Two former Second District Congressmen and old political rivals – Jim Guy Tucker (D) and Ed Bethune (R) – renewed their debate skills in a Talk Business discussion regarding the federal government shutdown.
Tucker and Bethune ran against each other in 1972 for Arkansas Attorney General.
“Jim Guy won,” Bethune recalled. “He carried 72 of the 75 counties, but my distinction in that race was I carried my home county and his home county – where they knew us best.”
Bethune, who served in the U.S. Congress from 1979-1985, is now retired. As a lead sponsor of the Wilderness Act, he is currently helping the Ozark Society and groups opposed to a hog farm permit for an operation near the Buffalo River. He is also writing a novel and remains heavily involved in GOP efforts to build a two-party system in Arkansas.
“And by the way, we’re doing pretty well,” Bethune reminded Tucker.
Tucker was a U.S. Congressman from 1977-1979 before he lost a high-profile Senate primary race to David Pryor. He has also served as Prosecuting Attorney, Attorney General, Lt. Governor and Governor.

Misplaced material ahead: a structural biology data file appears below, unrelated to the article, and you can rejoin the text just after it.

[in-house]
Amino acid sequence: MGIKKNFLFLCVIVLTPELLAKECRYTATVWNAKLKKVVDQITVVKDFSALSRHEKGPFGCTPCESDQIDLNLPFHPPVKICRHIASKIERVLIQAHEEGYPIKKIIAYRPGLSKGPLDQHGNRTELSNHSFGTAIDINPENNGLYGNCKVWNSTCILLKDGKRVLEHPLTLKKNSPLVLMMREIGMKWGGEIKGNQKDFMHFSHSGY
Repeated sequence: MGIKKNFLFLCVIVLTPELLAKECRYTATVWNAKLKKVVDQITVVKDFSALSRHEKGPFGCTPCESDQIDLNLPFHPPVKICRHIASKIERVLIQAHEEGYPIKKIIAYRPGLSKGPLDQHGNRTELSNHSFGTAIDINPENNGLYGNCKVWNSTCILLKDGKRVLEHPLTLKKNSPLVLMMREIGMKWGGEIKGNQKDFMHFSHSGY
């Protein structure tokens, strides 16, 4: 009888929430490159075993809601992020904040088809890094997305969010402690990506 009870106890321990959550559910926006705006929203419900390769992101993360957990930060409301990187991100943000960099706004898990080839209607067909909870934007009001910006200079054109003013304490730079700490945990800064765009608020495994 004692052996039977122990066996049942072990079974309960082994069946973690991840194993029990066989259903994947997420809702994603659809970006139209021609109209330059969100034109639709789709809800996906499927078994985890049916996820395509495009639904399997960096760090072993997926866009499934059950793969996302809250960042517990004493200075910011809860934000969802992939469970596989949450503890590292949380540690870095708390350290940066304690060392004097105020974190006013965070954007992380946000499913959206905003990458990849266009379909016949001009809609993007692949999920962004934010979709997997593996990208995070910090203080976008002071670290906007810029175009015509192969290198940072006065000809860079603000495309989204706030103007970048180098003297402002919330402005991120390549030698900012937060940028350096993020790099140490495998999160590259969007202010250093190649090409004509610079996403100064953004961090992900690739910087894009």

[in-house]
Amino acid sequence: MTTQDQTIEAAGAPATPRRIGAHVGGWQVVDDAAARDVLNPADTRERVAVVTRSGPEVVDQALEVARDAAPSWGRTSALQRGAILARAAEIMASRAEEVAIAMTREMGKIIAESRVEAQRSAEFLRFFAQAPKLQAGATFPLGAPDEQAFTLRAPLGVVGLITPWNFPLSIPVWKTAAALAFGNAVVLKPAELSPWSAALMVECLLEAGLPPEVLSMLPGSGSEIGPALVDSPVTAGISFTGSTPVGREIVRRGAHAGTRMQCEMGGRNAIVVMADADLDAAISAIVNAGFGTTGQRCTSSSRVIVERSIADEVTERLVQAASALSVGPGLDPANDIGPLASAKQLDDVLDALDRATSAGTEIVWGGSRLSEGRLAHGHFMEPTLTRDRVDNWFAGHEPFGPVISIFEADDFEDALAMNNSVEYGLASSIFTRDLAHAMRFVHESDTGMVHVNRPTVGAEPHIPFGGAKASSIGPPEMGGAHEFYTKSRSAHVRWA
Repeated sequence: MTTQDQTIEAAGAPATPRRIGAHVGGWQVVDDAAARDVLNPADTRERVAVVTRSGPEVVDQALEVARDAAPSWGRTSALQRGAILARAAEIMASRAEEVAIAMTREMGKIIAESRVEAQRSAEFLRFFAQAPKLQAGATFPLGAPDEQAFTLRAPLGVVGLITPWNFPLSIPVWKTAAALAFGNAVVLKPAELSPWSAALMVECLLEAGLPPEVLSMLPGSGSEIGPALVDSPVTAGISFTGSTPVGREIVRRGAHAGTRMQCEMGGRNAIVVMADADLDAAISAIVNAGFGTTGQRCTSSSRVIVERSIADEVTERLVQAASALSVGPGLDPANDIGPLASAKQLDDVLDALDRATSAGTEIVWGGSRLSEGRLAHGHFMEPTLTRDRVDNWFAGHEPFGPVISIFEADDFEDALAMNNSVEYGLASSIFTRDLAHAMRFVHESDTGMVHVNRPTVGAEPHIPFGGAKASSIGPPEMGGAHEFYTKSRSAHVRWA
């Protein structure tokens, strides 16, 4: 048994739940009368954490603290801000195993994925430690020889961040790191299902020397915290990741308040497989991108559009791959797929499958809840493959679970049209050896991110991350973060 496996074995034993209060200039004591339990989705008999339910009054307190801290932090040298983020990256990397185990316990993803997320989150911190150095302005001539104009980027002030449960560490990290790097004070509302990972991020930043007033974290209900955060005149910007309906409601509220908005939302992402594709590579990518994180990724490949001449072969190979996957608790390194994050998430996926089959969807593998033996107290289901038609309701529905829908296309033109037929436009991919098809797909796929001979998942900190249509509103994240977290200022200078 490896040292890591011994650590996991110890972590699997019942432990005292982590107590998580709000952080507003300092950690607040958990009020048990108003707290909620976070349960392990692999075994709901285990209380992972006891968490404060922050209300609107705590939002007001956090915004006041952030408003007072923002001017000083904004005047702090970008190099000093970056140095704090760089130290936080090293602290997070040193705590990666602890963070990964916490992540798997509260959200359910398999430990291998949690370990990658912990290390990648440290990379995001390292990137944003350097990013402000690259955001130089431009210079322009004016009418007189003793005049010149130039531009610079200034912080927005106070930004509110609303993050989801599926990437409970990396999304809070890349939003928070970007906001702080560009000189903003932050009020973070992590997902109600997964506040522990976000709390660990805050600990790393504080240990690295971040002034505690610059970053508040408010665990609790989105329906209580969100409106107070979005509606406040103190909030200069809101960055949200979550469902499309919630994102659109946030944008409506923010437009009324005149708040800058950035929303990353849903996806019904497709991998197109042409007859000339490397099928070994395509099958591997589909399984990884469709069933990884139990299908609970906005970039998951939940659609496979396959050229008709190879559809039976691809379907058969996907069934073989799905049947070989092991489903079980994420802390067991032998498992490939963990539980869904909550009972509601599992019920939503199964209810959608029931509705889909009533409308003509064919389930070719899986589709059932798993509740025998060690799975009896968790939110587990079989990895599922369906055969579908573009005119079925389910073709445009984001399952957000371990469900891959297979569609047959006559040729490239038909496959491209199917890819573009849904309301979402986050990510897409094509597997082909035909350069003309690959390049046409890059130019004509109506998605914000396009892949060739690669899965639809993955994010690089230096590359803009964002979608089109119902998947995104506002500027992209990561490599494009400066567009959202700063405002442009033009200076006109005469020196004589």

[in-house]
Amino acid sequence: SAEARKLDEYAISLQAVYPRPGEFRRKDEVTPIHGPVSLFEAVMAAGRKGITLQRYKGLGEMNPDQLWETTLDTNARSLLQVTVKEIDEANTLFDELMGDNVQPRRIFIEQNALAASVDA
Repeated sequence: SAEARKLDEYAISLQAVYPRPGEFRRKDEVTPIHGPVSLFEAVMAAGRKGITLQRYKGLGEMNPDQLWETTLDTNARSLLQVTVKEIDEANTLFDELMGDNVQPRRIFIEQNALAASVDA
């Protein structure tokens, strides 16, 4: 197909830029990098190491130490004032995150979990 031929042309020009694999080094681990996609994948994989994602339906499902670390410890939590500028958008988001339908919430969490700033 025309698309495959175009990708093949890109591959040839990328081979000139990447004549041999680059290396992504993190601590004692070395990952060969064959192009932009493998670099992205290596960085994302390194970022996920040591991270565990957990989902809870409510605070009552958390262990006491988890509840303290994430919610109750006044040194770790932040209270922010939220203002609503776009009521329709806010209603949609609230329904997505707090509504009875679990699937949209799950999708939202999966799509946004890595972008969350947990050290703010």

Now, he is volunteering with his church, Governor Mike Beebe’s broadband study committee, and a UALR racial discrimination and criminal sentencing commission. Tucker is also an investor in a vaccine company.
“Someday I may get a check from it,” he said.
Tucker warned that the government shutdown was a “dangerous” showdown and if it stretches into an “edge-of-the-cliff” debate on the debt limit, it could be devastating for the global economy.
He suggested that GOP House Speaker John Boehner could bring a continuing resolution to the chamber floor and end the budget impasse if he wanted.
“I think a combination of moderate Republican votes and probably unanimous Democratic votes would pass it, but the Speaker cannot bring it out of [his] caucus yet,” Tucker said.
“I have a different viewpoint,” he said. “I think, in this instance, I do not know and you do not know, nor does Roby or anyone else, just how the Republican members would vote if the matter was brought to the House floor.”
Bethune argued that Republicans feel strongly that making changes to the federal health care law, or Obamacare, are critical to the nation’s economy. He said the GOP is simply using the leverage they have to force discussions for policy change.
“That seems to me to be imminently reasonable,” Bethune said.
The two men disagreed on what has led to some of the divisiveness in the country since their years in Congress. You can watch the video below for more of their conversation, including what might happen if the political veterans squared off in a campaign today.